Tweets from the bomber

7 May
Startling photo of the Boston Marathon bombers

Startling photo of the Boston Marathon bombers (Photo credit: Ninian Reid)

After the horrific Boston Marathon bombing that occurred on April 15, 2013, the world assumed the attacks were carried out by a high-powered terrorist group.  In reality, the bombing suspects were 19-year-old Dzhokhar Tsarvaev and his older brother Tamerlan.

As I watched all of the footage during the suspenseful days that followed, one thing stood out in particular.  As the suspects were on the run, CNN repeatedly displayed Dzhokhar’s tweets on the TV screen.  These chilling tweets occurred the day of the actual attack and there were even twelve tweets after the attack.  The night of the bombing, Dzhokar tweeted ” Ain’t no love in the heart of the city, stay safe people”.  It is such a scary thought to know that he is telling Boston to stay safe even though he killed three individuals earlier that same day.

The most shocking tweet came two days later when he posted, “I’m a stress free kind of guy”.  As the entire United States military is looking for this man, he is stress free.  Whether these tweets were just for show or they really captured how he felt, they tell a lot about his character.  That he could have just participated in one of the most horrific incidents this country has ever seen and still be fine enough to take to social media is shocking.

While these and more tweets are sickening, they offer a neat perspective on breaking news that we haven’t seen much of before.  This was perhaps one of the first breaking news stories that the reporters could display a suspects social media activity and track what they were thinking.  Because social media is such a public activity, it could become an important tool for understanding the minds of criminals.

The Twitter effect

25 Apr
Image representing Twitter as depicted in Crun...

Image via CrunchBase

A tweet came out this past Tuesday from the AP‘s Twitter account.  This tweet, which was released shortly after 1 p.m., stated that two bombs had gone off in the White House, injuring President Barack Obama.  The financial world reacted in a major way, causing the Dow Jones industrial average to drop by 130 points.

Within ten minutes, the AP tweeted that the previous tweet had been a hack and later in the day the Dow Jones returned to its previous number, but this incident proves an important lesson.  The average news consumer is getting much of their information from social media.  This is a great thing because news is able to spread quickly and efficiently to a huge audience.  It does, however, have its drawbacks as is evident in this situation.  People will believe anything as long as it is in writing.  Not only will they believe it but they will react.  One single false tweet causing enough damage to impact the financial measurement of the country is not good.  Hackers will continue to send out false information, but if the country takes this news on face value situations could become hysteria.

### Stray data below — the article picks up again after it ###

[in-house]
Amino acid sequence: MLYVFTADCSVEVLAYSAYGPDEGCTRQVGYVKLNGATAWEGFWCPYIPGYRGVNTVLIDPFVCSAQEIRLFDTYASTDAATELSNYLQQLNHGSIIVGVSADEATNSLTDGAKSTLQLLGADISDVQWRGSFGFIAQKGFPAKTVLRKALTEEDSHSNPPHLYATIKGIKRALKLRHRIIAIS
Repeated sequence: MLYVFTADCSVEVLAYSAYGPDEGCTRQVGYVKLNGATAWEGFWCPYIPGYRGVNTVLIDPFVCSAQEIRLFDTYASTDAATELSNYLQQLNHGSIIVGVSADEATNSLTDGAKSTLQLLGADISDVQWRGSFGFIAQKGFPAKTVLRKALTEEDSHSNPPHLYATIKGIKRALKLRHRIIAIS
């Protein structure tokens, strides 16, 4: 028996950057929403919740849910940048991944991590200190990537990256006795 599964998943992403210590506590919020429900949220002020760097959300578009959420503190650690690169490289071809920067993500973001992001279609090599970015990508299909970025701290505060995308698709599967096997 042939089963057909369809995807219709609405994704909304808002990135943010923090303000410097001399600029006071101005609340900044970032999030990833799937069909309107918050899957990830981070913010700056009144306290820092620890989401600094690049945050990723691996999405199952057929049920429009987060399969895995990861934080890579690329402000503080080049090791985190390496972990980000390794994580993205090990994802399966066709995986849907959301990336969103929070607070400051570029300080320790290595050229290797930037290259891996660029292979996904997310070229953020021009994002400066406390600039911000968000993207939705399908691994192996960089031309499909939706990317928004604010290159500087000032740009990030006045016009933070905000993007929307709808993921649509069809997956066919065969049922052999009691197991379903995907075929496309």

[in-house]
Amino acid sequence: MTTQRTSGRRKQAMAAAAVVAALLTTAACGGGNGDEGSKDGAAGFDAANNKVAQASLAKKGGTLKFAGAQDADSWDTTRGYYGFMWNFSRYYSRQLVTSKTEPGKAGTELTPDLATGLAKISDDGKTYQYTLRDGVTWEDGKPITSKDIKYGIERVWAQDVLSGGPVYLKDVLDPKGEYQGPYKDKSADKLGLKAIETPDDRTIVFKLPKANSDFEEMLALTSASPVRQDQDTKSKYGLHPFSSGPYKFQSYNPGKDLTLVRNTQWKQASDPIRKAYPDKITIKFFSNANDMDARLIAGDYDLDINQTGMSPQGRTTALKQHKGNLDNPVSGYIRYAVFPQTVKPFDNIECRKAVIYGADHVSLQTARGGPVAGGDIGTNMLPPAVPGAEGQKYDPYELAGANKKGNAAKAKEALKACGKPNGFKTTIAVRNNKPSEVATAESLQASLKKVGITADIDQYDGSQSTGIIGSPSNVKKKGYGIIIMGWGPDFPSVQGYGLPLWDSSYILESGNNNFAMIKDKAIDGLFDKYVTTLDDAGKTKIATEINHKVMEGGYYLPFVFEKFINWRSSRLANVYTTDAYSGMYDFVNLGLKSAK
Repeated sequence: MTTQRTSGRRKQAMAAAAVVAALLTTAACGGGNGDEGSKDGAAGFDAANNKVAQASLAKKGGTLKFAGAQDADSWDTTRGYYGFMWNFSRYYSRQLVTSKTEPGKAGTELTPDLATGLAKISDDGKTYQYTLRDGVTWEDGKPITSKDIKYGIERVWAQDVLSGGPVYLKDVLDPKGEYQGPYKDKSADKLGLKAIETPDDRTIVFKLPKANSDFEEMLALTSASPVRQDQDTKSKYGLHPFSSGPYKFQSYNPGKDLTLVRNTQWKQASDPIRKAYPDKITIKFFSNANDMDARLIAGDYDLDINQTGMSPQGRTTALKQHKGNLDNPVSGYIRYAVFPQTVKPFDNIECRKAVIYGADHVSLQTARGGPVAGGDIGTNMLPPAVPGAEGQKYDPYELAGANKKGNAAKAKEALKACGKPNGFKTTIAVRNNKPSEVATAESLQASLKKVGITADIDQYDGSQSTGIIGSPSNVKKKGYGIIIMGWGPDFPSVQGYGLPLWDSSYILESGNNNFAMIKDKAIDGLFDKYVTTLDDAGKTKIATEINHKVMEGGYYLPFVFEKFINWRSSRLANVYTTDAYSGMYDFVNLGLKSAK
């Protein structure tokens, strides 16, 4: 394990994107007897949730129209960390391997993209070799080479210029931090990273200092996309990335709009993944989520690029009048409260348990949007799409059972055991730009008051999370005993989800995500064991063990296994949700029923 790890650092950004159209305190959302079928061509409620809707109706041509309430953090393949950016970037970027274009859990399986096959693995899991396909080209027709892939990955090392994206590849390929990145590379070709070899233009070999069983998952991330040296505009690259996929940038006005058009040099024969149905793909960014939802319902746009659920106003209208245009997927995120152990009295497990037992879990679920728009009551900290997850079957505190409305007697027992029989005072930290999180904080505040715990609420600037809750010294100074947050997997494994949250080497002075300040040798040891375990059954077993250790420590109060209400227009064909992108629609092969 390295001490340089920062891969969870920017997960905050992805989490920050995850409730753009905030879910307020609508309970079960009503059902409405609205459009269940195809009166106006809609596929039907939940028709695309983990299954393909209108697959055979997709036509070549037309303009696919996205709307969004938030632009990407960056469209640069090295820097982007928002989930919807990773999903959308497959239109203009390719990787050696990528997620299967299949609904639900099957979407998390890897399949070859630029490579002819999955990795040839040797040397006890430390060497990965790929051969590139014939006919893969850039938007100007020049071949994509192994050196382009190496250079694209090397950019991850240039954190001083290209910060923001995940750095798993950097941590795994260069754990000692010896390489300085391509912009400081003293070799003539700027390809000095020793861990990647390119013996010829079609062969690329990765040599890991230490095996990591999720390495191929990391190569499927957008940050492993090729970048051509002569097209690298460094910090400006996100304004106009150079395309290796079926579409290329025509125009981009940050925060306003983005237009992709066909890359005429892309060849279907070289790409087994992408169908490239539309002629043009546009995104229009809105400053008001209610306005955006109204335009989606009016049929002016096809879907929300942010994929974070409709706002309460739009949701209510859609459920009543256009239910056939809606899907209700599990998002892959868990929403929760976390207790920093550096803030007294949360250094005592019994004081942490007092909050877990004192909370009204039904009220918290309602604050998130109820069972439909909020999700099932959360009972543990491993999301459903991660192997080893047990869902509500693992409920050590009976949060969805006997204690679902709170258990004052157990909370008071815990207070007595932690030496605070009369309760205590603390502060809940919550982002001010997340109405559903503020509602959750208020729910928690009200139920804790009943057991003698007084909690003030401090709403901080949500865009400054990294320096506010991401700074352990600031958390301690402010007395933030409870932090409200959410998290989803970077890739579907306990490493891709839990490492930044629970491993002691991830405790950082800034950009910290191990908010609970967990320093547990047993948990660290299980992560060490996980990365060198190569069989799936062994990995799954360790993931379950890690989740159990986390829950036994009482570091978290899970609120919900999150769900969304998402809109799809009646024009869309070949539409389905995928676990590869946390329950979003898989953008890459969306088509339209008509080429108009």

Citizens need to learn the importance of questioning everything.  One tweet does not explain the entire story.  Once social media users understand the importance of accuracy and of double-checking all information, we will have an informed public and social media will be successful.

Going to the cats and dogs

14 Apr
One of the friends we made during our visit

One of the friends we made during our visit

This past week I visited the Nebraska Humane Society for a class field trip.  I am always thankful for field trips in college because honestly what could be more fun than reliving your childhood and taking fun excursions with your class.  I was, however, especially excited for this particular field trip because who could ever not want to hang out with cute dogs and cats when you are supposed to be in class.

Once we got to the building we ran around the shelter picking out our favorite animals and looking at the scary looking tarantula.  Once we had our pet fix for the day we all sat down to hear the presentation on social media.  The lady in charge of the Human Society’s social media was a recent Creighton graduate and had increased the social media presence of the organization by an incredible amount.  She gave a ton of good advice but one of the most important things that stuck with me was don’t give up.  Once she arrived at the Humane Society, the social media was relatively small.  She said it took a while to get people interested in following them on Facebook or to interact with the posts.  She kept at the social media and knew if she stuck it out for a while it might just pay off one day.  She has done this and is now up to over 30,000 likes on Facebook.

Something else I learned was that if you want people to do something you need to ask for their help.  She has seen a huge difference between just posting a picture of animals and telling people to share the picture.  The number of interactions has gone up immensely which helps in the overall presence that the Society has on social media.  This is definitely something that I could include in my plan for my social media class and with any organization that I am involved with in the future.

One of the most important lessons I took from this visit was to do something you love.  The reason she has turned the Humane Society’s social media into such a success is that she loves doing it.  If you love your work and are passionate about what you do, there is no way you can’t succeed.  I can’t wait to find a job in the future that I will absolutely love and enjoy going to everyday.

State of the Media 2013

25 Mar
Social Media Outposts

Social Media Outposts (Photo credit: the tartanpodcast)

Write a blog post reflecting on what the report’s findings mean to you as a professional and as a consumer. Do the findings reflect what you have observed and experienced in your own life? What does it mean for how you will do your jobs now and in the future?

The latest assignment for my journalism class was to read the State of the Media and discuss my thoughts on it.  After doing so, the only thing I could think about was how lucky I am to be growing up at such an important, pivotal point in journalism.  The “Outliers“, one of my all time favorite books, discusses how the time period people grow up in is what destines them for greatness. For instance, Steve Jobs and Bill Gates grew up at the perfect time for computer innovation.  Now is the perfect time for social media discoveries.

All of the newest social media tools that the “State of the Media” addresses, such as Vine, Pinterest, and the innovations within Facebook, are just the beginning of what is to come.  I grew up with social media. In my early years, I remember dial-up internet and having to wait at least ten minutes just to get on the computer.  Now everything we could ever want  is just a click of a button away.